Embodiments of the invention may be more readily understood by the following non-limiting examples.
SiO2 layers were formed on four silicon substrates (Substrates A-D). The SiO2 layers were formed in a decoupled plasma oxidation ("DPO") reactor using plasma oxidation. The initial thickness of the SiO2 layer on Substrates A-D, before post-treatment, measured 41 Angstroms
The SiO2 layer of substrate A was not subjected to post-treatment with a plasma in the DPO reactor but instead was annealed at a temperature of 1000° C. for 15 seconds in nitrogen gas in an RTA chamber. The SiO2 layer of substrate B was post treated with an argon plasma in the DPO reactor and annealed as described with reference to Substrate A. The SiO2 layer of Substrate C was post-treated with hydrogen plasma in the DPO reactor and annealed as described with reference to Substrate A. The SiO2layer of Substrate D was post treated with helium plasma in the DPO reactor and annealed as described with reference to Substrate A.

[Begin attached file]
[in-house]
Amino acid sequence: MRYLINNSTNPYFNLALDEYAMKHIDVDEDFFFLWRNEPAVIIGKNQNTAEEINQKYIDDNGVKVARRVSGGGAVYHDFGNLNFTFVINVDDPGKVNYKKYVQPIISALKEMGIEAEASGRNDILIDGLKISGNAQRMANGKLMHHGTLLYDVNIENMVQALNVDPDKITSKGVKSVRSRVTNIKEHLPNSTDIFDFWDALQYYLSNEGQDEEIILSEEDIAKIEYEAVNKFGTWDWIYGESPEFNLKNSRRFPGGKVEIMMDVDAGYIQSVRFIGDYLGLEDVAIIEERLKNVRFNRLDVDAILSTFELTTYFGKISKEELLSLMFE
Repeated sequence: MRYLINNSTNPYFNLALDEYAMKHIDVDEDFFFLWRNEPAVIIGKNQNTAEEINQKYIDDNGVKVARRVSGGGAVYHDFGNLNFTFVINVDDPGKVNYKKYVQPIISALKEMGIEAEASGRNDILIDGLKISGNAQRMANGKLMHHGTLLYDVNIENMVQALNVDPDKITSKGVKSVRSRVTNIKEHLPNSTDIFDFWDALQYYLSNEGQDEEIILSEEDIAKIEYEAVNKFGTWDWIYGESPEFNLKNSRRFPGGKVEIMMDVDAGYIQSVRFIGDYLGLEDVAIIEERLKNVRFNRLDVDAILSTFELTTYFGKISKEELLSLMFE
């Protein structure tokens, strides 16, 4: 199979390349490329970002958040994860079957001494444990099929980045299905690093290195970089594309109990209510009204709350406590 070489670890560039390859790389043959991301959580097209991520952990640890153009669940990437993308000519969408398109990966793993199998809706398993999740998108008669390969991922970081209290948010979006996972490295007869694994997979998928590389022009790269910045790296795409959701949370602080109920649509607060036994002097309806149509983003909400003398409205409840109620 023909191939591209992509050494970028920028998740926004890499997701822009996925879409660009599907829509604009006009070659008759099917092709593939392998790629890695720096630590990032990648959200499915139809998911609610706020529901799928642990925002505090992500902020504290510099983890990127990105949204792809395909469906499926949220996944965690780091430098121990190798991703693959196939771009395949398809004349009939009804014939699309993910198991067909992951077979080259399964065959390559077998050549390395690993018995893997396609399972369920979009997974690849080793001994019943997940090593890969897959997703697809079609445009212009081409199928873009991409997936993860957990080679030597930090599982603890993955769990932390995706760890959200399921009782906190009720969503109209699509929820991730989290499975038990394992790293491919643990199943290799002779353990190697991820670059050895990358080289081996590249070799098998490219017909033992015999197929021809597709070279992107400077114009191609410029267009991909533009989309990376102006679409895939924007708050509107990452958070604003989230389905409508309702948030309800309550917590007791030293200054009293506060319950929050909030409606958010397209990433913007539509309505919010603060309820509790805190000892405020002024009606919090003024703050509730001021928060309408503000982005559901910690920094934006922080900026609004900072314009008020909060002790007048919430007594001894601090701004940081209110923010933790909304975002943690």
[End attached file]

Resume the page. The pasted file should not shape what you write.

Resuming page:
The "thickness shrinkage" of the SiO2 layers of Substrates A-D was measured to determine the changes in the thickness of the SiO2layers before and after annealing. A greater change in thickness indicates a less dense layer while a smaller change in thickness indicates a denser layer. "Thickness shrinkage" is determined by calculating the difference between the thickness of a SiO2 layer before annealing (and after plasma treatment, if applicable) and the thickness of this SiO2 layer after annealing. The thicknesses of the layers were in the range of about 30 and 70 Angstroms. This difference is then divided by the thickness of a SiO2 layer before annealing (and after plasma treatment, if applicable). The thickness shrinkage of Substrates A-D is shown in Table 1.